Why Agribusiness (Mechanization) Hub project?

Pascal Kaumbutho Uncategorized

In many parts of Kenya, small scale farms remain at the center of agriculture and rural development. However, productivity of these farms is dismally low leading to high level of food insecurity. One of the main causes for the low level of agricultural productivity is the lack of appropriate agricultural machines and equipment that cater to and suit the requirements of small scale farms. For this reason, many small farms are deemed as unproductive and inefficient. There is need for the development and utilization of small farm mechanization systems and technologies for the greater benefit of small scale farmers. This project intends to bridge this gap by providing a one-stop-shop (The AgriHub) where farmers can easily access and hire any type of farms machinery they may need on time and at an affordable rates.
On the other hand, Kenya’s agriculture is mainly rain-fed and is entirely dependent on the bimodal rainfall in most parts of the country. A large proportion of the country, accounting for more than 80%, is semi-arid and arid with an annual rainfall average of 400 mm. Droughts are frequent and crops fail in one out of every three seasons. However, farmers rarely prepare their land and plant on the onset of rain season. Failure to do so leads to crop failure as most of the semi-arid lands rain comes once. Timely planting is of utmost importance if famers are to benefit from erratic rains. A need arise therefore to provide farmers with timely information and equip them with agribusiness skills to increase their skills and hence farm productivity. The AgriHub is intended to bridge this information gap once it’s operational.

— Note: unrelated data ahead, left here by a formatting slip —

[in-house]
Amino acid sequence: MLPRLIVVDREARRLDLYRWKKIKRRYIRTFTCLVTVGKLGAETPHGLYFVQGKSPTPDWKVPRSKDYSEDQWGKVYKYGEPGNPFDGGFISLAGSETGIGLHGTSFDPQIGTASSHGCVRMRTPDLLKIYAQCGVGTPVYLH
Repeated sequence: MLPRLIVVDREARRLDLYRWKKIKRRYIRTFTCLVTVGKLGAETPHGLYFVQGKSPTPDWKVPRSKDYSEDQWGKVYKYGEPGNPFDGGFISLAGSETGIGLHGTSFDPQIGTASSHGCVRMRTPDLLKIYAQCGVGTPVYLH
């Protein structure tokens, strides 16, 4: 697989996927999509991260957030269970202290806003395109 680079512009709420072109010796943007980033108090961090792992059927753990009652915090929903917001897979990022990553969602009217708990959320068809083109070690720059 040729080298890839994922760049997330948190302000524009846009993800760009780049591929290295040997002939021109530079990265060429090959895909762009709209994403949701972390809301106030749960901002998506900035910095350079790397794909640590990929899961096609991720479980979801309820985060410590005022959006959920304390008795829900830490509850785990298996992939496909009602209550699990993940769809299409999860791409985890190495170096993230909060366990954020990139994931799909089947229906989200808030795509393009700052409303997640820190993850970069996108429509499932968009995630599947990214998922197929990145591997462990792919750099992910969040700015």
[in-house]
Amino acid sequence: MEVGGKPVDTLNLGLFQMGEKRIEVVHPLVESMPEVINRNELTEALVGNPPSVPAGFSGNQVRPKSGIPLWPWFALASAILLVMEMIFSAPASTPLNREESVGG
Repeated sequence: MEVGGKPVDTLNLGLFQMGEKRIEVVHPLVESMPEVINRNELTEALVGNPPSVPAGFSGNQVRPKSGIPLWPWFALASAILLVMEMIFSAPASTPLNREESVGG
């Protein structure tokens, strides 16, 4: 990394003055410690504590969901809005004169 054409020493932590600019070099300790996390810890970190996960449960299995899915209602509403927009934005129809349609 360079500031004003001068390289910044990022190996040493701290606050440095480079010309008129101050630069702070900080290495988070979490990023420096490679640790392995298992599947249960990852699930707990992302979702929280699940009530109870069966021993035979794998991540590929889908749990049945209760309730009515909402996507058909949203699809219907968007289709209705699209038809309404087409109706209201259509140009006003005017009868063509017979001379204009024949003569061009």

A need arise therefore to provide farmers with timely information and equip them with agribusiness skills to increase their skills and hence farm productivity.

Many small scale farmers in Kenya still clinch on the rudimentary farming practices. The use of hoe, pangas and jembes in land preparation, planting, weeding and even harvesting is still widespread. Elsewhere around the world, it has been proven beyond reasonable doubt that the use of agricultural machinery to mechanize the work of agriculture has significantly seen a great increase in farm worker productivity and farm production capacity. In contemporary farming practices, farm machinery has replaced many jobs formerly carried out by humans using hands or animals such as oxen, horses and mules. A major contributing factor to low contribution of mechanization to agricultural development in the country especially within the small scale farm holders has been the fragmented approach to mechanization and lack of access of such machines by farmers. By far, the cost of farm machinery still remain way beyond reach of many small scale farmers.
In bridging this gap, KENDAT with support from the Kenya Feed the Future Innovation Engine of USAID is setting up an AgriHub at Mwireri market in Meru County. The Agrihub will be equipped with equipment’s where farmers will easily access and hire them at an affordable price. KENDAT will also train service providers and farmers on the use of the machine and on best farming practices, entry point being Conservation Agriculture Mechanization Services by trained service providers. The AgriHub’s long term goal is to provide a platform for the sharing of practical application of existing systems and technologies as well as of strategies that will be most effective in the adoption and utilization of small farm machineries. In short, the AgriHub will be a sharing platform where farmers will exchange knowledge and skills on best farming and farm mechanization practices to increase their farm productivity. The Hubs vision and plan is to grow into a Centre of Excellence for Agribusiness.

About the Author

Pascal Kaumbutho